Moniza Alvi was born in Lahore in Pakistan, the daughter of a Pakistani father and an English mother. She moved to England when she was a few months old, and grew up in Hertfordshire. She didn’t revisit Pakistan until after her first book of poems, The Country at My Shoulder, was published.
Alvi’s poetry is imbued with a spirit of duality, partition, fractured identity and transformation: her early work was concerned with homelands – real and imagined – in poems which are “vivid, witty and imbued with unexpected and delicious glimpses of the surreal – this poet's third country” (Maura Dooley). In these poems she imagines what it would have been like never to have left, to have grown up in Pakistan rather than having left and become a different person.
As well as divisions between what she has called “the receding east, the receding west”, her later work also explores the interplay between inner and outer worlds, imagination and reality, physical and spiritual experience. She has written translations or versions of the poetry of the French poet Jules Supervielle, as well as taking on the myth of Europa.
Her poem ‘Europa and the Bull’ imagines the rape of Europa, the Phoenician princess, by Jupiter, the greatest European god – a story that deals explicitly with both the conquest of the East by the West, and the conquest of women by men:
Climb onto his back,
the air seemed to say.
Cling to his broad white neck.
He bowed low, beckoning her
with half-knowing looks,
and she clambered up the milky hill of him
until they were one –
Europa and the bull, motionless
for an instant, answerable
to the sea and sky.
Alvi’s themes of division and identity are evident in her fascination with otherness, and a predilection for the surreal. Her imagery can render the familiar strange, and the strange familiar.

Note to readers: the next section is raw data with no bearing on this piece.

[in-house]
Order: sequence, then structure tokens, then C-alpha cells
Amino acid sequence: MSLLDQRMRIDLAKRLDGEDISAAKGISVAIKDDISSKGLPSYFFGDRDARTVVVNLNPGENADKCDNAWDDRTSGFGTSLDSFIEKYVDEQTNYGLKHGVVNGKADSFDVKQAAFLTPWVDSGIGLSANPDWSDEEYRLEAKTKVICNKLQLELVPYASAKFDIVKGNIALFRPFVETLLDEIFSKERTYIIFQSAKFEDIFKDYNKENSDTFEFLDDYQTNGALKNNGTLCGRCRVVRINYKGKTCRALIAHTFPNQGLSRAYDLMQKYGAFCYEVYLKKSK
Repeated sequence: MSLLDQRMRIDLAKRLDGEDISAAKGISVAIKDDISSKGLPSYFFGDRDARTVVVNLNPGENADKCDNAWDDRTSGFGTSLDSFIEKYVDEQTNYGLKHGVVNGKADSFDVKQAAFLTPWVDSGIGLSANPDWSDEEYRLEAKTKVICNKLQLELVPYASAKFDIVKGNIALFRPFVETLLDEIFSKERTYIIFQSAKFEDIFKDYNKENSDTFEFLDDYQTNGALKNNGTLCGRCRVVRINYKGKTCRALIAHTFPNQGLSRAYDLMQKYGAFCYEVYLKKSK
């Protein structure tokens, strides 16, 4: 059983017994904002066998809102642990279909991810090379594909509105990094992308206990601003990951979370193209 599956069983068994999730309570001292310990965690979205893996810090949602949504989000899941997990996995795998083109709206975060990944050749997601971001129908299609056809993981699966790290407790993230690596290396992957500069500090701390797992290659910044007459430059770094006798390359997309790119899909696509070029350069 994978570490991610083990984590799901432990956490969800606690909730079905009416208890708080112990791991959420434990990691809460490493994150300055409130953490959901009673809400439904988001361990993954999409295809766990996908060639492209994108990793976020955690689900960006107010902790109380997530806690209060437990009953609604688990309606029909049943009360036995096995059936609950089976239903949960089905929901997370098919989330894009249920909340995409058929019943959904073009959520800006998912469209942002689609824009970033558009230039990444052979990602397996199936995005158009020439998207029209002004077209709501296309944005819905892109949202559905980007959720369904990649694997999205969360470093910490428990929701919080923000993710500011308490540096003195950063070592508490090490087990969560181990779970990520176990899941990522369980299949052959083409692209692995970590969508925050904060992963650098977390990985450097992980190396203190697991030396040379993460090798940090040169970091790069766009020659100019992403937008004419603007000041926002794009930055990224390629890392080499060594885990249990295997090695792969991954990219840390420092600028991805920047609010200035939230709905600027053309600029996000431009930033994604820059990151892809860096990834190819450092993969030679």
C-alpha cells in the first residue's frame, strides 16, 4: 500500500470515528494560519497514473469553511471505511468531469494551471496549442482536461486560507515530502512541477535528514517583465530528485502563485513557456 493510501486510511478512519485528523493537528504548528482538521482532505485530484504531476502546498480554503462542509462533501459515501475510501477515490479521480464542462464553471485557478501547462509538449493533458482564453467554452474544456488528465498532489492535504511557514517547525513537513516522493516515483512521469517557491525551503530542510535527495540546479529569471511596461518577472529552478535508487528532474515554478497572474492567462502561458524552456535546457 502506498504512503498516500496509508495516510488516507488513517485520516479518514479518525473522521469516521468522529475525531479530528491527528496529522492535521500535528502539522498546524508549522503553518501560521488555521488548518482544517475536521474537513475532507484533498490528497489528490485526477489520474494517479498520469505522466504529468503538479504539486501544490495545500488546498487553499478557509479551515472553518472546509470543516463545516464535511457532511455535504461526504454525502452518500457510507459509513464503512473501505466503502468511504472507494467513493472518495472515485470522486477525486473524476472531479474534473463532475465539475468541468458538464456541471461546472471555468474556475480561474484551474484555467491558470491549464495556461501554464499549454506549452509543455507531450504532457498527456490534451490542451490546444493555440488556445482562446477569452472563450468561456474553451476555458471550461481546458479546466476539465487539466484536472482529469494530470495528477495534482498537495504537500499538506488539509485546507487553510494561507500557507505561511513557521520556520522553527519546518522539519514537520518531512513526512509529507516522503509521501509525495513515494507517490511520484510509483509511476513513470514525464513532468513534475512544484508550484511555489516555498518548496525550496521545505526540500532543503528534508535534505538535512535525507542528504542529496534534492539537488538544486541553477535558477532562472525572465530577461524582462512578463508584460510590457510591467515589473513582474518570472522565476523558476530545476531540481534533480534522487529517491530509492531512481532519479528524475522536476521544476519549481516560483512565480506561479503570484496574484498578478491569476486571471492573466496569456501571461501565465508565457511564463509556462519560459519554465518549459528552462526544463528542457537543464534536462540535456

Her books include Homesick for the Earth, her versions of the French poet Jules Supervielle, and Split World: Poems 1990–2005 (2008), which includes poems from her five previous collections. How the Stone Found Its Voice (2005) draws on Kipling’s Just So Stories for the titles (‘How the City Lost Its Colour’, ‘How the Countries Slipped Away’) of dark, yet delicate, parables. The Country at My Shoulder was shortlisted for the T.S. Eliot and Whitbread poetry prizes, and Carrying My Wife was a Poetry Book Society Recommendation. Europa was shortlisted for the T.S. Eliot Prize in 2008. Moniza Alvi received a Cholmondeley Award in 2002.
At the time of writing in autumn 2011, she is currently working on a long poem inspired by a family story and the partition of India and Pakistan.
After working for many years as a secondary school teacher in London, she is now a freelance writer and a tutor, particularly for the Poetry School. She lives in Wymondham, Norfolk.
Peacock Luggage, with Peter Daniels, Sheffield, Smith/Doorstop, 1992
The Country at My Shoulder, Oxford, Oxford University Press, 1993
A Bowl of Warm Air, Oxford, Oxford University Press, 1996
Carrying My Wife, Tarset, Bloodaxe, 2000
Souls, Tarset, Bloodaxe, 2002
How the Stone Found its Voice, Tarset, Bloodaxe, 2005
Europa, Tarset, Bloodaxe, 2008
Split World: Poetry 1990–2005, Tarset, Bloodaxe, 2008
Homesick for the Earth: Poems by Jules Supervielle with versions by Moniza Alvi, Tarset, Bloodaxe, 2011
Moniza Alvi’s poetry is published by Bloodaxe
Reviews of How the Stone Found its Voice and Europa
Alvi’s poem on Samuel Palmer’s painting Coming from Church, published by TATE ETC.
Alvi’s profile on the British Council website
Read more about Alvi’s poem ‘Presents from My Aunts in Pakistan’ on the BBC Schools website